Hensarling released the proposal on 6 September to mark the ten-year anniversary of when Fannie Mae and Freddie Mac entered government conservatorship. Committee Member John Delaney (D-MD) is the lead Democrat on the proposal.
The Bipartisan Housing Finance Reform Act of 2018 would revoke the charters for the Federal National Mortgage Association (Fannie Mae) and the Federal Home Loan Mortgage Corporation (Freddie Mac). The two government sponsored enterprises (GSE) are responsible for purchasing mortgages on the secondary market and pooling the mortgages into securities for investors.
Ginnie Mae, another GSE which backs investments in Federal Housing Administration (FHA) and other loans, would replace Fannie Mae and Freddie Mac and guarantee privately-insured mortgage-backed securities. Loan originators, however, would first need to acquire coverage from a private mortgage credit guarantor before Ginnie Mae would back the security. Loans would need to include a minimum 5% down payment as opposed to the current 3% minimum. The proposal would make numerous other reforms to the system.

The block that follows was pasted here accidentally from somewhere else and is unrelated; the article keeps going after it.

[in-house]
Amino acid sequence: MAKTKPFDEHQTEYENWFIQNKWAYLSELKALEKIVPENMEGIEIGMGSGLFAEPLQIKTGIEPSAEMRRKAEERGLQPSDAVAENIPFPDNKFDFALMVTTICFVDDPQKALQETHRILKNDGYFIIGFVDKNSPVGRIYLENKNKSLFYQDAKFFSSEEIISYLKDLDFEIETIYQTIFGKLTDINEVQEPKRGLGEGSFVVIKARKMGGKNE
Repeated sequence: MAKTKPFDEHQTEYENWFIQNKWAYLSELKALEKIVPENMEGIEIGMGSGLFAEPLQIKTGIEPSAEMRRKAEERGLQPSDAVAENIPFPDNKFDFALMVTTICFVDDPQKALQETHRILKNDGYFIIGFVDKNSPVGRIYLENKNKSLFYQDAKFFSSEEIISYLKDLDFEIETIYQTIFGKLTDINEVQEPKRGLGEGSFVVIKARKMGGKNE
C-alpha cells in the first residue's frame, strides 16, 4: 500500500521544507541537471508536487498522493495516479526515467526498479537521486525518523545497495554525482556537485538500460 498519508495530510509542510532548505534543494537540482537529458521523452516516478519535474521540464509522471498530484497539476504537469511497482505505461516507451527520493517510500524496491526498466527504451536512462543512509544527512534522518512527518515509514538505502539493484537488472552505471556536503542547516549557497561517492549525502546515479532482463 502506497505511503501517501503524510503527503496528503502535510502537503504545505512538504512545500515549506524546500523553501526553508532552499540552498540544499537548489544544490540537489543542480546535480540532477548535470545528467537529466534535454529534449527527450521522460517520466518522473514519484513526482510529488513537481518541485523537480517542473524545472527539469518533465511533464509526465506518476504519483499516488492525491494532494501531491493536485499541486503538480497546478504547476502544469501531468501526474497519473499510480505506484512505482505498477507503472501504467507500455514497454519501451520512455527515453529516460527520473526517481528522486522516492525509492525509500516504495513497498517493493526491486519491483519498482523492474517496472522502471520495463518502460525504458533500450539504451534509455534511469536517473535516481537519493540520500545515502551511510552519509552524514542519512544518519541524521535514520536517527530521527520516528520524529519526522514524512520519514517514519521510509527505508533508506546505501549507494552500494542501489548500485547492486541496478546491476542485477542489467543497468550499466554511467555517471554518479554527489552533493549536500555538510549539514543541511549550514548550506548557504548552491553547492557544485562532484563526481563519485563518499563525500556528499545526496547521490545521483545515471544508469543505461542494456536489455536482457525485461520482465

Related: U.S. Senate Passes Provisions on Crumbling House Foundations
The secondary mortgage market has a direct impact on the availability of lenders to provide mortgages to consumers. Since the relocation of an employee often involves the sale or purchase of a home with the transferee securing a mortgage, the stability of the secondary mortgage markets effects our industry.
Hensarling had previously pushed legislation to dismantle Fannie Mae and Freddie Mac which would have moved the market more toward privatization. However, the legislation, the PATH Act, met resistance from primarily Democrats and the new proposal will have a better chance of passage before Hensarling retires at the end of this Congress.
Efforts to restructure the current system primarily stem from the collapse of the housing finance system and the placement of Fannie Mae and Freddie Mac into conservatorship in September 2008. The federal government made an infusion of $187.5 billion into Fannie and Freddie Mac. However, with the improvement in the economy and housing market, Fannie Mae and Freddie Mac have repaid the funds as well as additional returns and thus decreased the pressure on Congress to act.
The proposal faces an uncertain future as several Senate Democrats are concerned about ending the current system and some Senate Republicans believe the federal government would still have too large of a role.